interest in this study was to find out if the hypermedia environment
could provide additional support to students. Therefore, the
instruction of the two conditions were held to be the same. This
modeling phase took about thirty minutes for each group. The control
group worked through the regular lecture-based instruction on
microorganisms with no intervention.
The modeling phase accomplished two purposes. First, it introduced students
to the steps of problem solving and provided them with guided practice.
For the computer-supported PBL group, students were given an opportunity
to become familiar with the design features of the software and the tools
available for their use. Second, it provided an opportunity for students
to become familiar with the assigned roles they would perform during the
group work. While the students had prior experience with cooperative learning,
they were unfamiliar with some of the new roles assigned since the PBL
environment was a new experience for them. The content used for this teacher
modeling phase was different from that in the problem-solving phase.
In the modeling phase, students in the computer-support PBL treatment
watched the opening video-based scenario on a large television screen.
The scenario created the context for the activity by describing the problem
to be solved. The teacher and one of the researchers modeled the group
process for students. They discussed how to solve the problem, what steps
to take, what computer-based tools to use, and what information to record.
For example, the teacher modeled how to record responses to worksheet questions
and how to log the tools they accessed on the tool sheet. Students then
practiced recording such information on the provided print-based forms.
Students in the paper-based PBL group received similar modeling, with
a few minor differences. The problem was presented through a written version
of the video used in the computer-based treatment. One of the researchers
read the problem aloud to the class. Similar discussions were held about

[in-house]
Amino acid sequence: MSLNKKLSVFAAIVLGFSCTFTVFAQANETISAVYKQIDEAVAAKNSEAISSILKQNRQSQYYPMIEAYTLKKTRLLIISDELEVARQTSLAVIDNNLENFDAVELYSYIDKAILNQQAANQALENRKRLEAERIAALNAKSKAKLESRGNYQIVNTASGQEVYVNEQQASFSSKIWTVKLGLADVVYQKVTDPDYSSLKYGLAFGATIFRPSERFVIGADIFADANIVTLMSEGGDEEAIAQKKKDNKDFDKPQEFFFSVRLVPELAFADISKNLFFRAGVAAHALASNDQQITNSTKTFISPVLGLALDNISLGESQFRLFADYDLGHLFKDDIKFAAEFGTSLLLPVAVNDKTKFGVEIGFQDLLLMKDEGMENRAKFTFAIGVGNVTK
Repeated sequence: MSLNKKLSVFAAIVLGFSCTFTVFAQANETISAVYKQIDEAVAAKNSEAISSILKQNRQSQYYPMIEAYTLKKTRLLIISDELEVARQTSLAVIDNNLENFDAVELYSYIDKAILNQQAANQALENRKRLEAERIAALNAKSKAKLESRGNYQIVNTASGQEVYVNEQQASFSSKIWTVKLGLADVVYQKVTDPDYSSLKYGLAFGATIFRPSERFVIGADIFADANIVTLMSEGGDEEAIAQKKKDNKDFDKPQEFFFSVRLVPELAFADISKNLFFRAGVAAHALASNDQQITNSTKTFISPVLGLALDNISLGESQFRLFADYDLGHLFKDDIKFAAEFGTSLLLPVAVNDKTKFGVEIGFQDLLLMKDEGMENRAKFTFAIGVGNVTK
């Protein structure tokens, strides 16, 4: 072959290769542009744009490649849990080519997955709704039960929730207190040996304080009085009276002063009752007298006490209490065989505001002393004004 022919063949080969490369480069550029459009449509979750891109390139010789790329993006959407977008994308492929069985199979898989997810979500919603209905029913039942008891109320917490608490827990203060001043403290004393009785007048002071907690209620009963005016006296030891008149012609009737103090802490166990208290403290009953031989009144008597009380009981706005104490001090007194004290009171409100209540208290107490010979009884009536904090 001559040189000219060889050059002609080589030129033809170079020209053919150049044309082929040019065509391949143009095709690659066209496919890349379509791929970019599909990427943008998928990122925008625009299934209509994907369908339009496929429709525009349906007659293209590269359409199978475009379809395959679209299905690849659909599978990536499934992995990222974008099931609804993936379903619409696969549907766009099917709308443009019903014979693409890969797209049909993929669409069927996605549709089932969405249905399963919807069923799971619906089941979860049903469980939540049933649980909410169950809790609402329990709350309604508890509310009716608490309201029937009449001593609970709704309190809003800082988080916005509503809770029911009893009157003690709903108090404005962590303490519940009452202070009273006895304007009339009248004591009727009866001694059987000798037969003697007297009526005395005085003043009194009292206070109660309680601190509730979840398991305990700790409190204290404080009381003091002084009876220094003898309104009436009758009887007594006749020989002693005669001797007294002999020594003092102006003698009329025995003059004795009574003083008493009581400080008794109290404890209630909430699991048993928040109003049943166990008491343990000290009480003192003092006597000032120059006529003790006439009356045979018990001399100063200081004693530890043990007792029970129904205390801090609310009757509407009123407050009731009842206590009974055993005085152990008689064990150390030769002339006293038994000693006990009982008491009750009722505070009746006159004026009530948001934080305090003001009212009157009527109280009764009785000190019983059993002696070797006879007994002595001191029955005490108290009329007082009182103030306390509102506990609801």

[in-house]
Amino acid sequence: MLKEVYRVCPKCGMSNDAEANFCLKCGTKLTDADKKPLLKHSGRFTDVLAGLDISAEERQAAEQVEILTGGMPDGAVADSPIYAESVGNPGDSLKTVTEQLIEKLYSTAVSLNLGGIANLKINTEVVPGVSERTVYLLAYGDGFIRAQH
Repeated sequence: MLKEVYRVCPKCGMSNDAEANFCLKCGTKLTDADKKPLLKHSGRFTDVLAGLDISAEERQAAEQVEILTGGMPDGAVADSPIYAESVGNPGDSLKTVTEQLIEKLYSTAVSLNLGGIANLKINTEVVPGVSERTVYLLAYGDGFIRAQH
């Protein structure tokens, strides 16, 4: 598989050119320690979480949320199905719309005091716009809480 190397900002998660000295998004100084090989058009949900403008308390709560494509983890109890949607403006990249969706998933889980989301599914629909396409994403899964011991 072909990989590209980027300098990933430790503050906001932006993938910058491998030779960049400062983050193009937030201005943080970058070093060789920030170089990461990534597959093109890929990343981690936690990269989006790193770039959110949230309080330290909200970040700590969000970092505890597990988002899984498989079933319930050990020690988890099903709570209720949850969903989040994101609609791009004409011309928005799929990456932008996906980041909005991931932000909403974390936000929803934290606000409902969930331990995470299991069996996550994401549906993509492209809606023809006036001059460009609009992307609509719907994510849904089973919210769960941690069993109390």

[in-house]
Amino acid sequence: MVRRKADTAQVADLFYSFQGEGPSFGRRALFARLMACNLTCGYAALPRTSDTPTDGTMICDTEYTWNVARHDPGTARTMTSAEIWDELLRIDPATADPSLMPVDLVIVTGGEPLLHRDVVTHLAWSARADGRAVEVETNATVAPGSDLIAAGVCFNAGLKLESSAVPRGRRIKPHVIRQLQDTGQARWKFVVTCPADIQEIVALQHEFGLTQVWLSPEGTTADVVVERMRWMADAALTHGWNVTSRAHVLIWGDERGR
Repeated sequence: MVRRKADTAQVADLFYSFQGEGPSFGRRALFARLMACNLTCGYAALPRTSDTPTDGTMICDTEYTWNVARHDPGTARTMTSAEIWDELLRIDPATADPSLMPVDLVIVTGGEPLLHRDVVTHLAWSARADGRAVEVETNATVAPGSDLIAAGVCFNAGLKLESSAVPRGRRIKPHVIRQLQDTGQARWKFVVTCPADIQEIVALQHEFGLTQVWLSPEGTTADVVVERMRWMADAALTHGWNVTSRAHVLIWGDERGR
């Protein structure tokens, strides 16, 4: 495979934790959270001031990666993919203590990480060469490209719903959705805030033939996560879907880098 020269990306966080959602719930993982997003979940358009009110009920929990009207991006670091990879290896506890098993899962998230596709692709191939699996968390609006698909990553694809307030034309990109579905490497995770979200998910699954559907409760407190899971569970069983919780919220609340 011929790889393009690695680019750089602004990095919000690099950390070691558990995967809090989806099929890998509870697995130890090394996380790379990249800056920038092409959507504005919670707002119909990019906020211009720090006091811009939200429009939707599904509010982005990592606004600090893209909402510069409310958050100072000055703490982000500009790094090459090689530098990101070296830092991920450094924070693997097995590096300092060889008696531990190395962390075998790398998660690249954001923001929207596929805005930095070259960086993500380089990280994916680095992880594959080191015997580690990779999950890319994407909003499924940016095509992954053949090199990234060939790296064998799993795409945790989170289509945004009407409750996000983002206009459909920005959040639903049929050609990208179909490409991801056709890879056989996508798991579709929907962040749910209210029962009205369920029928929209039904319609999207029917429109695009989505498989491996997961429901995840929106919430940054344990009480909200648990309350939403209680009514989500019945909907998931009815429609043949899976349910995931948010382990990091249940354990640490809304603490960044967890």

how to proceed in solving the problem. The teacher and the researcher modeled
the various roles students were expected to play. For example, the teacher
modeled how to record their answers to the worksheet questions.
During the problem-solving phase, students in both groups were asked
to work on the problem-solving activity based on the classification of
microorganisms. The computer-supported group worked on the activity using
the PBL software, while the paper group worked on the same activity using
paper and pencil. It took both groups approximately 45 minutes to complete
3.3 Dependent Measures
Students' knowledge about microorganisms was assessed through an achievement
test on the content. This measure was created by the teacher and was used
in previous years on the same unit. It consisted of eight short answer
questions on viruses, the characteristics of microorganisms, and the role
microorganisms play in the life of other organisms. All students were given
the measure before and after the treatment.
3.3.2 Tool Use
Students in the computer-supported PBL group were asked to record the
various tools they used in a given chart1
A fourteen-item questionnaire was used in order to examine students'
attitude toward learning science. The Attitude Toward Science in School
Assessment uses a 5-point Likert scale with 1 being "strongly
agree" and 5 being "strongly disagree" [Germann
1988]. It addresses students' feelings about science as a subject and
has a reported reliability of .95. This questionnaire was given to all
students before and after the treatment.
3.3.4 Interviews and Observations
Interviews were conducted with students from 10 of the 15 teams in the
computer-supported PBL condition. Of the interview questions, 70% were
specific, asking students about their likes and dislikes of the program